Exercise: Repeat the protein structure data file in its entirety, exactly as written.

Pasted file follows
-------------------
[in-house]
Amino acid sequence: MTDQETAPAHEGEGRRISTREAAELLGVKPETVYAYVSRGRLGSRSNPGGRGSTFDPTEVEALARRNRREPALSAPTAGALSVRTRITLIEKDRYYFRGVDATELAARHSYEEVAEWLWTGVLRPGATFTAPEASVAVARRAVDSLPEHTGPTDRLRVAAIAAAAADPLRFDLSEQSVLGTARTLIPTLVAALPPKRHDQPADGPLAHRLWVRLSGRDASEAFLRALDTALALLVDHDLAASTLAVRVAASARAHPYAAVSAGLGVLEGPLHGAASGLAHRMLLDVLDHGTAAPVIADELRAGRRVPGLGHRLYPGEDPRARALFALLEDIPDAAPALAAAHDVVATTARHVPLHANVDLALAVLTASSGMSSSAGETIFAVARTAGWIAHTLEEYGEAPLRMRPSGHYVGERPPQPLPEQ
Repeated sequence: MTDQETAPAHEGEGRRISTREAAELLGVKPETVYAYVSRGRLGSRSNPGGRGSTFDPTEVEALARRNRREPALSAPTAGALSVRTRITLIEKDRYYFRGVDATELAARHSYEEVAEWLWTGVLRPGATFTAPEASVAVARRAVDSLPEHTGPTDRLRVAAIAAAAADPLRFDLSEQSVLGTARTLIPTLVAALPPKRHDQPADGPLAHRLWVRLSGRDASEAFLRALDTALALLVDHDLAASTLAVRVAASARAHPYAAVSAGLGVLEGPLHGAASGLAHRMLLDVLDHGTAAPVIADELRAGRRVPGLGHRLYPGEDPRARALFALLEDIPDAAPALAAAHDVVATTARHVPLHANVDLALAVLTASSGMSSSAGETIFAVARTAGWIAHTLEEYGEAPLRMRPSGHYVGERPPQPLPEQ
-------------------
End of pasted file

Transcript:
[in-house]
Amino acid sequence: MTDQETAPAHEGEGRRISTREAAELLGVKPETVYAYVSRGRLGSRSNPGGRGSTFDPTEVEALARRNRREPALSAPTAGALSVRTRITLIEKDRYYFRGVDATELAARHSYEEVAEWLWTGVLRPGATFTAPEASVAVARRAVDSLPEHTGPTDRLRVAAIAAAAADPLRFDLSEQSVLGTARTLIPTLVAALPPKRHDQPADGPLAHRLWVRLSGRDASEAFLRALDTALALLVDHDLAASTLAVRVAASARAHPYAAVSAGLGVLEGPLHGAASGLAHRMLLDVLDHGTAAPVIADELRAGRRVPGLGHRLYPGEDPRARALFALLEDIPDAAPALAAAHDVVATTARHVPLHANVDLALAVLTASSGMSSSAGETIFAVARTAGWIAHTLEEYGEAPLRMRPSGHYVGERPPQPLPEQ
Repeated sequence: MTDQETAPAHEGEGRRISTREAAELLGVKPETVYAYVSRGRLGSRSNPGGRGSTFDPTEVEALARRNRREPALSAPTAGALSVRTRITLIEKDRYYFRGVDATELAARHSYEEVAEWLWTGVLRPGATFTAPEASVAVARRAVDSLPEHTGPTDRLRVAAIAAAAADPLRFDLSEQSVLGTARTLIPTLVAALPPKRHDQPADGPLAHRLWVRLSGRDASEAFLRALDTALALLVDHDLAASTLAVRVAASARAHPYAAVSAGLGVLEGPLHGAASGLAHRMLLDVLDHGTAAPVIADELRAGRRVPGLGHRLYPGEDPRARALFALLEDIPDAAPALAAAHDVVATTARHVPLHANVDLALAVLTASSGMSSSAGETIFAVARTAGWIAHTLEEYGEAPLRMRPSGHYVGERPPQPLPEQ